Chancy Fox

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Creature story of a Louisiana gambler who runs afoul of swamp vampires while on the run from the law. Written and told by Thomas E. Fuller.

Hungry for the Gulf, the Dark River flows broad and wide after River Bend. The marshlands appear as the riverbanks fade. But if you go far enough into the marshes…

The swamps begin.

Now Chancy Fox was a gambling man, and a good one. So it was just damn laziness that ran him afoul of Sheriff Black Mountain Kincaid and his two brothers, Kennesaw and Stone. That was up at Swann’s Landing, right above Meridia. Chancy may have been lazy, but he wasn’t a total fool. He was up and out of there before that fifth ace he’d tucked up his sleeve hit the table. He figured as soon as he was outside of Swann’s Landing, he’d be out of the Sheriff’s jurisdiction and free.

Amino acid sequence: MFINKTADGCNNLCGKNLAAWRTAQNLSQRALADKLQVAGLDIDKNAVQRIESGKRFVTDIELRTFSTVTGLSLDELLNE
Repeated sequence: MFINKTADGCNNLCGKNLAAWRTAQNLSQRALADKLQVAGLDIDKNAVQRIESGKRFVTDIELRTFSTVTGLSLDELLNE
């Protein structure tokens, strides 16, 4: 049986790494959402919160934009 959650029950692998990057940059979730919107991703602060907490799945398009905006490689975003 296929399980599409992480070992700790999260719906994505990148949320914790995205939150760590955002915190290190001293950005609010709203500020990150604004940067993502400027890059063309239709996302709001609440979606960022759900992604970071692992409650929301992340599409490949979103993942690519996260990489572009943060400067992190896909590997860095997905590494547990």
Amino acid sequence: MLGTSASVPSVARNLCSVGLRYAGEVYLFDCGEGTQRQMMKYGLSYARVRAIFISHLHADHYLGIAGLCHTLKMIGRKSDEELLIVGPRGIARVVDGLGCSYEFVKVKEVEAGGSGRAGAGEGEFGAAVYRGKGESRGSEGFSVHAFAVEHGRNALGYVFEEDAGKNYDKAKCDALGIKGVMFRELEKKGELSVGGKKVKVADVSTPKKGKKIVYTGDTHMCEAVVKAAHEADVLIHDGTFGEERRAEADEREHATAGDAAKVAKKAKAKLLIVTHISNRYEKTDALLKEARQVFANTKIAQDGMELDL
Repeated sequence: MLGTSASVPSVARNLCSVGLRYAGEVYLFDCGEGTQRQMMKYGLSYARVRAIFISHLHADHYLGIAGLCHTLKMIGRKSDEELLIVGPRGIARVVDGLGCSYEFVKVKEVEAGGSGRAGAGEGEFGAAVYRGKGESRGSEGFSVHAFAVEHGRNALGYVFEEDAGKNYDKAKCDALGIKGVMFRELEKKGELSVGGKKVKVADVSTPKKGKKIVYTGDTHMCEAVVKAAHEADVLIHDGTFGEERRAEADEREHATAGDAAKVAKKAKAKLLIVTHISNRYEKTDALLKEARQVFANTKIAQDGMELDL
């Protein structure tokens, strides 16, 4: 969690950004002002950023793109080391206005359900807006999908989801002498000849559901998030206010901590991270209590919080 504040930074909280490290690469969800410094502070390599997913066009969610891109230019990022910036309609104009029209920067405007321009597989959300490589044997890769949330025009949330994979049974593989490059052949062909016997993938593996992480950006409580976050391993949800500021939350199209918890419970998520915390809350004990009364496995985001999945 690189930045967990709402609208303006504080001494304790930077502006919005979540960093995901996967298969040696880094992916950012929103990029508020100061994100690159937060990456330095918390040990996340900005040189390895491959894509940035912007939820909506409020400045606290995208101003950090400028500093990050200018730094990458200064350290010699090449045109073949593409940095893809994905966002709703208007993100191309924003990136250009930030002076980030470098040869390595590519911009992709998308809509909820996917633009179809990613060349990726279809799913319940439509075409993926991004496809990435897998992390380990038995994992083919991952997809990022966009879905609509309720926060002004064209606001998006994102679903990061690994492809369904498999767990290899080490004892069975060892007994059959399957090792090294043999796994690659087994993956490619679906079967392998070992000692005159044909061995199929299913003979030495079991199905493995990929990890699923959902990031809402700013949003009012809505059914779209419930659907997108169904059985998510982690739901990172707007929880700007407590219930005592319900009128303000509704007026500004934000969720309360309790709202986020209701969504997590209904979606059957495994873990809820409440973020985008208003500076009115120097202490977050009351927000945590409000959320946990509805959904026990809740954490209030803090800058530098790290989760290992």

He figured wrong.

Chancy Fox had offended something deep in Black Mountain Kincaid’s rusty soul. The Sheriff reached the limits of Swann’s Landing and just kept going. And where Black Mountain went, his brothers were sure to follow.

That gambler ran south, hugging the banks of the Dark River. Past Carpenter and Egret. Past Meridia itself. And everywhere he tried to get a friendly game of cards going, here they would come, riding into town on their black horses, close as memory, relentless as death. Sheriff Black Mountain Kincaid and his brothers.

Lafayette Louisiana Swamp